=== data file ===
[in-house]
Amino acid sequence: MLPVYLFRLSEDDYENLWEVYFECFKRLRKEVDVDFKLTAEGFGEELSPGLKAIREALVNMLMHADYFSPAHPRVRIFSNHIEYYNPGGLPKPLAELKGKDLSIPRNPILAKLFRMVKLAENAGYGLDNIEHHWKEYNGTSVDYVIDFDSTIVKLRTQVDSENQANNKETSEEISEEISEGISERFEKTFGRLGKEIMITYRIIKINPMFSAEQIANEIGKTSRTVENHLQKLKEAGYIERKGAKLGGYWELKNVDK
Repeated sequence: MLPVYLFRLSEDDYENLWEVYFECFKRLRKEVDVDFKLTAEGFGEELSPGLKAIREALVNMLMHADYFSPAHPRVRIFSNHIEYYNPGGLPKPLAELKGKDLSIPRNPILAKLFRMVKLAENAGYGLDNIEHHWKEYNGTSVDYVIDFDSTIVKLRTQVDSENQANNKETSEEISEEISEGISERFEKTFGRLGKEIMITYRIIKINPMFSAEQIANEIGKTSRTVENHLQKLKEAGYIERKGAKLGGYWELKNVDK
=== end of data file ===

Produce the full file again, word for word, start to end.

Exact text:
[in-house]
Amino acid sequence: MLPVYLFRLSEDDYENLWEVYFECFKRLRKEVDVDFKLTAEGFGEELSPGLKAIREALVNMLMHADYFSPAHPRVRIFSNHIEYYNPGGLPKPLAELKGKDLSIPRNPILAKLFRMVKLAENAGYGLDNIEHHWKEYNGTSVDYVIDFDSTIVKLRTQVDSENQANNKETSEEISEEISEGISERFEKTFGRLGKEIMITYRIIKINPMFSAEQIANEIGKTSRTVENHLQKLKEAGYIERKGAKLGGYWELKNVDK
Repeated sequence: MLPVYLFRLSEDDYENLWEVYFECFKRLRKEVDVDFKLTAEGFGEELSPGLKAIREALVNMLMHADYFSPAHPRVRIFSNHIEYYNPGGLPKPLAELKGKDLSIPRNPILAKLFRMVKLAENAGYGLDNIEHHWKEYNGTSVDYVIDFDSTIVKLRTQVDSENQANNKETSEEISEEISEGISERFEKTFGRLGKEIMITYRIIKINPMFSAEQIANEIGKTSRTVENHLQKLKEAGYIERKGAKLGGYWELKNVDK